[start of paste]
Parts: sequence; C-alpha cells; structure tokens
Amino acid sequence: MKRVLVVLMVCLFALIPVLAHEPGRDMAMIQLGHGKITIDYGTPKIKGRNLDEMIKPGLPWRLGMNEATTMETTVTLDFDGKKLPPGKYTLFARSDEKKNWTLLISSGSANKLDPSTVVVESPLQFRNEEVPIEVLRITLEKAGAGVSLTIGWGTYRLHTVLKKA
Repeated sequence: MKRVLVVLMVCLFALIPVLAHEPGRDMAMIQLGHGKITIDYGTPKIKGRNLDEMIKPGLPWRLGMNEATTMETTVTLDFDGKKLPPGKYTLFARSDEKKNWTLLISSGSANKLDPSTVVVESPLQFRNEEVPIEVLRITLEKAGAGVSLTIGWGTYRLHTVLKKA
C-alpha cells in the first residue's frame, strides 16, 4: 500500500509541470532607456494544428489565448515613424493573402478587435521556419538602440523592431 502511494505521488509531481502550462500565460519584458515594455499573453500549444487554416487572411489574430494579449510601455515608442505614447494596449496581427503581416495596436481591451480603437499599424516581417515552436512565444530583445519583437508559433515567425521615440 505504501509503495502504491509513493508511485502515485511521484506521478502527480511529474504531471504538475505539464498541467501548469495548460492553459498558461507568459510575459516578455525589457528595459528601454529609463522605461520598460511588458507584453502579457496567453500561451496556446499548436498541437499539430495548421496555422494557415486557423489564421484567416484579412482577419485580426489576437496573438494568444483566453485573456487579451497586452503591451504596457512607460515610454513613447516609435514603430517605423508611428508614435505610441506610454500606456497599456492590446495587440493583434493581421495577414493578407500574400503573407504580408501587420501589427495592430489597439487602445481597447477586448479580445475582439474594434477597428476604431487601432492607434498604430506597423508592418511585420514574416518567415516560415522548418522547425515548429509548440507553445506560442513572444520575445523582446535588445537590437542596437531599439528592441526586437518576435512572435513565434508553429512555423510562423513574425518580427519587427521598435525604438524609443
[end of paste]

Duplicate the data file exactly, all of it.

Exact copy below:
Parts: sequence; C-alpha cells; structure tokens
Amino acid sequence: MKRVLVVLMVCLFALIPVLAHEPGRDMAMIQLGHGKITIDYGTPKIKGRNLDEMIKPGLPWRLGMNEATTMETTVTLDFDGKKLPPGKYTLFARSDEKKNWTLLISSGSANKLDPSTVVVESPLQFRNEEVPIEVLRITLEKAGAGVSLTIGWGTYRLHTVLKKA
Repeated sequence: MKRVLVVLMVCLFALIPVLAHEPGRDMAMIQLGHGKITIDYGTPKIKGRNLDEMIKPGLPWRLGMNEATTMETTVTLDFDGKKLPPGKYTLFARSDEKKNWTLLISSGSANKLDPSTVVVESPLQFRNEEVPIEVLRITLEKAGAGVSLTIGWGTYRLHTVLKKA
C-alpha cells in the first residue's frame, strides 16, 4: 500500500509541470532607456494544428489565448515613424493573402478587435521556419538602440523592431 502511494505521488509531481502550462500565460519584458515594455499573453500549444487554416487572411489574430494579449510601455515608442505614447494596449496581427503581416495596436481591451480603437499599424516581417515552436512565444530583445519583437508559433515567425521615440 505504501509503495502504491509513493508511485502515485511521484506521478502527480511529474504531471504538475505539464498541467501548469495548460492553459498558461507568459510575459516578455525589457528595459528601454529609463522605461520598460511588458507584453502579457496567453500561451496556446499548436498541437499539430495548421496555422494557415486557423489564421484567416484579412482577419485580426489576437496573438494568444483566453485573456487579451497586452503591451504596457512607460515610454513613447516609435514603430517605423508611428508614435505610441506610454500606456497599456492590446495587440493583434493581421495577414493578407500574400503573407504580408501587420501589427495592430489597439487602445481597447477586448479580445475582439474594434477597428476604431487601432492607434498604430506597423508592418511585420514574416518567415516560415522548418522547425515548429509548440507553445506560442513572444520575445523582446535588445537590437542596437531599439528592441526586437518576435512572435513565434508553429512555423510562423513574425518580427519587427521598435525604438524609443